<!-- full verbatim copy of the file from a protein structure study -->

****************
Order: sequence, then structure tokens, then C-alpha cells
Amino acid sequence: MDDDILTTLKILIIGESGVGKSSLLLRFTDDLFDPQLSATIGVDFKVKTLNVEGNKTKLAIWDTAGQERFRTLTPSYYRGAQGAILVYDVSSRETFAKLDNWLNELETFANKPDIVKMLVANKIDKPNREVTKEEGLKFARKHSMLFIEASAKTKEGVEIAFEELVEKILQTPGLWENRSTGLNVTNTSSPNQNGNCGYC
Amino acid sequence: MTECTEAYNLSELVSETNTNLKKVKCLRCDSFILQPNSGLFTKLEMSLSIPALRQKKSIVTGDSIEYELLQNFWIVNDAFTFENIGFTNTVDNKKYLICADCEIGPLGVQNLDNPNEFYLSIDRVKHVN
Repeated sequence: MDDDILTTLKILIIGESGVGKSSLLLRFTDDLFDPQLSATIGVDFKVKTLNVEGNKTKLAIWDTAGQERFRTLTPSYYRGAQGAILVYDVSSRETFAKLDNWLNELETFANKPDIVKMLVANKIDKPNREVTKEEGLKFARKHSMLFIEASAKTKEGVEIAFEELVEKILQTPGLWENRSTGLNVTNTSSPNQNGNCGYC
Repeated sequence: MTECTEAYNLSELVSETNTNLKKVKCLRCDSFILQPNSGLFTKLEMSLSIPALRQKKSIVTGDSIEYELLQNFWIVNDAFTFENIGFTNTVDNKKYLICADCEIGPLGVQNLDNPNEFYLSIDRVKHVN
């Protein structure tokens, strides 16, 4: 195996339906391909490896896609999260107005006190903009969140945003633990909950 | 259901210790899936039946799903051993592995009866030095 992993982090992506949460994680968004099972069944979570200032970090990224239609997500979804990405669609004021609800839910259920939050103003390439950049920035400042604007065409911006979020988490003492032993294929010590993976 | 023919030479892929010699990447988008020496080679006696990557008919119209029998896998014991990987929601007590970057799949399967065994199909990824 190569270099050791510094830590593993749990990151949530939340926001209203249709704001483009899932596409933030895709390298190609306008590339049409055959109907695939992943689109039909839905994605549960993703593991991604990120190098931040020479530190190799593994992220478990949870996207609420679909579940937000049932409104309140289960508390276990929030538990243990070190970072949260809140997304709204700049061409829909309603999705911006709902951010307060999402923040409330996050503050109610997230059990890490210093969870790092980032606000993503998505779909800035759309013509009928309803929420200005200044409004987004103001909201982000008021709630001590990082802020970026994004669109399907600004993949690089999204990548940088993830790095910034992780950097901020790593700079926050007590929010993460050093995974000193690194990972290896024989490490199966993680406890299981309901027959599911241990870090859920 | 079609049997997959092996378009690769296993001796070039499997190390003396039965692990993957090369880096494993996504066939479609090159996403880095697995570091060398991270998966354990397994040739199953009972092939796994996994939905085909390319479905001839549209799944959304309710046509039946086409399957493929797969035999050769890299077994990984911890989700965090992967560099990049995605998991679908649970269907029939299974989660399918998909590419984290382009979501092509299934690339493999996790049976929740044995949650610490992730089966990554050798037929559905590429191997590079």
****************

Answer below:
Order: sequence, then structure tokens, then C-alpha cells
Amino acid sequence: MDDDILTTLKILIIGESGVGKSSLLLRFTDDLFDPQLSATIGVDFKVKTLNVEGNKTKLAIWDTAGQERFRTLTPSYYRGAQGAILVYDVSSRETFAKLDNWLNELETFANKPDIVKMLVANKIDKPNREVTKEEGLKFARKHSMLFIEASAKTKEGVEIAFEELVEKILQTPGLWENRSTGLNVTNTSSPNQNGNCGYC
Amino acid sequence: MTECTEAYNLSELVSETNTNLKKVKCLRCDSFILQPNSGLFTKLEMSLSIPALRQKKSIVTGDSIEYELLQNFWIVNDAFTFENIGFTNTVDNKKYLICADCEIGPLGVQNLDNPNEFYLSIDRVKHVN
Repeated sequence: MDDDILTTLKILIIGESGVGKSSLLLRFTDDLFDPQLSATIGVDFKVKTLNVEGNKTKLAIWDTAGQERFRTLTPSYYRGAQGAILVYDVSSRETFAKLDNWLNELETFANKPDIVKMLVANKIDKPNREVTKEEGLKFARKHSMLFIEASAKTKEGVEIAFEELVEKILQTPGLWENRSTGLNVTNTSSPNQNGNCGYC
Repeated sequence: MTECTEAYNLSELVSETNTNLKKVKCLRCDSFILQPNSGLFTKLEMSLSIPALRQKKSIVTGDSIEYELLQNFWIVNDAFTFENIGFTNTVDNKKYLICADCEIGPLGVQNLDNPNEFYLSIDRVKHVN
């Protein structure tokens, strides 16, 4: 195996339906391909490896896609999260107005006190903009969140945003633990909950 | 259901210790899936039946799903051993592995009866030095 992993982090992506949460994680968004099972069944979570200032970090990224239609997500979804990405669609004021609800839910259920939050103003390439950049920035400042604007065409911006979020988490003492032993294929010590993976 | 023919030479892929010699990447988008020496080679006696990557008919119209029998896998014991990987929601007590970057799949399967065994199909990824 190569270099050791510094830590593993749990990151949530939340926001209203249709704001483009899932596409933030895709390298190609306008590339049409055959109907695939992943689109039909839905994605549960993703593991991604990120190098931040020479530190190799593994992220478990949870996207609420679909579940937000049932409104309140289960508390276990929030538990243990070190970072949260809140997304709204700049061409829909309603999705911006709902951010307060999402923040409330996050503050109610997230059990890490210093969870790092980032606000993503998505779909800035759309013509009928309803929420200005200044409004987004103001909201982000008021709630001590990082802020970026994004669109399907600004993949690089999204990548940088993830790095910034992780950097901020790593700079926050007590929010993460050093995974000193690194990972290896024989490490199966993680406890299981309901027959599911241990870090859920 | 079609049997997959092996378009690769296993001796070039499997190390003396039965692990993957090369880096494993996504066939479609090159996403880095697995570091060398991270998966354990397994040739199953009972092939796994996994939905085909390319479905001839549209799944959304309710046509039946086409399957493929797969035999050769890299077994990984911890989700965090992967560099990049995605998991679908649970269907029939299974989660399918998909590419984290382009979501092509299934690339493999996790049976929740044995949650610490992730089966990554050798037929559905590429191997590079």